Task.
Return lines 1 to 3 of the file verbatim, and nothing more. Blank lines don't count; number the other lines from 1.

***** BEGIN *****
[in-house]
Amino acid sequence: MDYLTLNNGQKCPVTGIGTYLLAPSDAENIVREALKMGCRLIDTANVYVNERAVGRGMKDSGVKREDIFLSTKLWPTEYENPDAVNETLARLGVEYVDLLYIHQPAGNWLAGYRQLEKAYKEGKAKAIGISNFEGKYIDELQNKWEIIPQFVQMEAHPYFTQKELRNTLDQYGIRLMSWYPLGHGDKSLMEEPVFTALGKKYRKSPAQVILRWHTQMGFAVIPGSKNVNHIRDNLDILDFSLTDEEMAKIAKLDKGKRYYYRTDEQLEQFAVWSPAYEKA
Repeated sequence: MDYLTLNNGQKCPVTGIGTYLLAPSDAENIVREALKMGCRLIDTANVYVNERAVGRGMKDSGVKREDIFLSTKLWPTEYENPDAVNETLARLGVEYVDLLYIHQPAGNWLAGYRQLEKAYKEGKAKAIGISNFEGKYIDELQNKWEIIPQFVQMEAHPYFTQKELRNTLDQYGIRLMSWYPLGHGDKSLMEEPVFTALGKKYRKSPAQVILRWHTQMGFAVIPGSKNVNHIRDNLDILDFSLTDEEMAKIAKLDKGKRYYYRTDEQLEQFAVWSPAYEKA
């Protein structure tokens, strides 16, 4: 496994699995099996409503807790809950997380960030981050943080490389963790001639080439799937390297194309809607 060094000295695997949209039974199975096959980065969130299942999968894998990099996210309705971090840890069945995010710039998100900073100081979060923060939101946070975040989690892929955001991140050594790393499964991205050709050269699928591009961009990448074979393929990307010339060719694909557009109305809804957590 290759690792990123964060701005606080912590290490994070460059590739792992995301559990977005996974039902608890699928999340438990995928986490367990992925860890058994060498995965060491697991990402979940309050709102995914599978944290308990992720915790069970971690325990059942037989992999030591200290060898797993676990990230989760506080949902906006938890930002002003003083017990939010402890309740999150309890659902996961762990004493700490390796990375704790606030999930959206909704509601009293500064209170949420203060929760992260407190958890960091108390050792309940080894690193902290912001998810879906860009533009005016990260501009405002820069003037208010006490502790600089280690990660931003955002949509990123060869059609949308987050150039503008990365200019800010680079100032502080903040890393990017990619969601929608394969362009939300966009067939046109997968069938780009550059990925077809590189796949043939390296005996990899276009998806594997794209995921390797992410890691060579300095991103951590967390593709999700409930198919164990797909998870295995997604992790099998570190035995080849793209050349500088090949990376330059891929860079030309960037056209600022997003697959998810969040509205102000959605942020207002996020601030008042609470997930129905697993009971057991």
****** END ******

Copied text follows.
[in-house]
Amino acid sequence: MDYLTLNNGQKCPVTGIGTYLLAPSDAENIVREALKMGCRLIDTANVYVNERAVGRGMKDSGVKREDIFLSTKLWPTEYENPDAVNETLARLGVEYVDLLYIHQPAGNWLAGYRQLEKAYKEGKAKAIGISNFEGKYIDELQNKWEIIPQFVQMEAHPYFTQKELRNTLDQYGIRLMSWYPLGHGDKSLMEEPVFTALGKKYRKSPAQVILRWHTQMGFAVIPGSKNVNHIRDNLDILDFSLTDEEMAKIAKLDKGKRYYYRTDEQLEQFAVWSPAYEKA
Repeated sequence: MDYLTLNNGQKCPVTGIGTYLLAPSDAENIVREALKMGCRLIDTANVYVNERAVGRGMKDSGVKREDIFLSTKLWPTEYENPDAVNETLARLGVEYVDLLYIHQPAGNWLAGYRQLEKAYKEGKAKAIGISNFEGKYIDELQNKWEIIPQFVQMEAHPYFTQKELRNTLDQYGIRLMSWYPLGHGDKSLMEEPVFTALGKKYRKSPAQVILRWHTQMGFAVIPGSKNVNHIRDNLDILDFSLTDEEMAKIAKLDKGKRYYYRTDEQLEQFAVWSPAYEKA